The Zulu culture is deeply engraved at Amakhosi and the surrounding areas. Be sure to ask the team about the battle of Ulundi, with Ulundi being merely an hour away. There are also signs of bushmen in the area and the Zulu king’s palace is about 20km from the reserve.
Maqongo Hill, where Dingaan was beaten by his half-brother, Mpande in the Battle of Pongola, is also located on the Amakhosi Private Game Reserve.
Those who love trees, would be happy to know that Amakhosi is home to a rather large collection of Euphorbias – a succulent tree that makes for the most spectacular sunset photos.
According to Philip, these trees’ milky sap or latex have been used by locals to stun fish. I’ve later read that the latex is very poisonous, causing blistering, allergic reactions or even blindness. And, some locals even believe that the tree attracts lightening.
Amakhosi’s Big 5
Between yoga sessions and dining, we were privileged to go on morning and afternoon game drives, in search of the Big 5. Some of us were luckier than others, having spotted the leopard across the river during one of the yoga sessions (I lost out on that), but the rest of the Big 5 I got to see. In fact, one night as I walked up to my room, I heard a snuff and as I got closer, I saw a herd of buffalo peacefully grazing on the riverbed in front of my room.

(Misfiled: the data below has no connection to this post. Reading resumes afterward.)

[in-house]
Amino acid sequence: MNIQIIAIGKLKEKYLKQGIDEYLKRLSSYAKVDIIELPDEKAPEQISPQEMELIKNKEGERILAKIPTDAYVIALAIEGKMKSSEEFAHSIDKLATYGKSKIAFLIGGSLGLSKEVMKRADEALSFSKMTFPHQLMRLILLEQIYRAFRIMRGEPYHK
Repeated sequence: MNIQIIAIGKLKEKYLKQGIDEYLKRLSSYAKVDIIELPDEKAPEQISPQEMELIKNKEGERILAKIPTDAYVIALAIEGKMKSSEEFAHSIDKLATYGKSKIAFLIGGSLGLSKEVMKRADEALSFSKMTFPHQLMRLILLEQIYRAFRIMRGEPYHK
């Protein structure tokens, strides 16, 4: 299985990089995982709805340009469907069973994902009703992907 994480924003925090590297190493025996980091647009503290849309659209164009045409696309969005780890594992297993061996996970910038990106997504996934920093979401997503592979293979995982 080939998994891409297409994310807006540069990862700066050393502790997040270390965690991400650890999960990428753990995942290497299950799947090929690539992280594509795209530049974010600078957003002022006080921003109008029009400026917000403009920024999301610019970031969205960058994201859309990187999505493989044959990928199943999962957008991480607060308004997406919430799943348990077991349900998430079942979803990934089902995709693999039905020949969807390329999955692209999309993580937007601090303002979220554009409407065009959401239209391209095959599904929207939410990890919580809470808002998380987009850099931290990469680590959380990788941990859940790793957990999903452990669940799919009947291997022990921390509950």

We also spotted lions on more than one occasion and although the 26 elephants they have on the reserve were a little shy, some did come and say hi.
One of the highlights was probably the cheetah cubs we got to see twice. Amakhosi forms part of the Cheetah Meta Population Plan, which continuously records data on cheetahs in South Africa. According to Alwyn Wentzel, Operations Manager at Amakhosi Private Game Reserve, there are currently only about 6000 cheetahs left in the wild, which is why it is so important to be part of such a programme.
Protection and conservation at Amakhosi
It’s clear that Amakhosi’s team is passionate about protecting their own, which makes it even more special to be there. While it’s only one biome (savanna), the reserve boasts various vegetation types and lots of red data plant species.
They have recently launched a canine unit that looks after and protects the rhino on the reserve too. Wentzel says keeping the rhinos safe is currently one of their biggest fights. With less and less support from government over the past five years, they’ve had to start taking matters into their own hands, hence the canine unit.
We were lucky enough to do a short bush walk with handler, Pierre Barau and his dog, Npisi and we were amazed at how in sync they were.
While the yoga safaris take place on set dates, a visit to Amakhosi Safari Lodge – whether for yoga, birding or just being in nature – is definitely worth looking into. With Amakhosi being rather close to Mozambique, it’s also not be a bad idea to consider making it a beach and bush trip while you’re at it.
Go ahead, let a three-day yoga retreat or bush experience wash you clean like a long-anticipated bushveld thunderstorm. There’s nothing like it. As Fleetwood Mac rightly sang: “When the rain washes you clean, you’ll know.”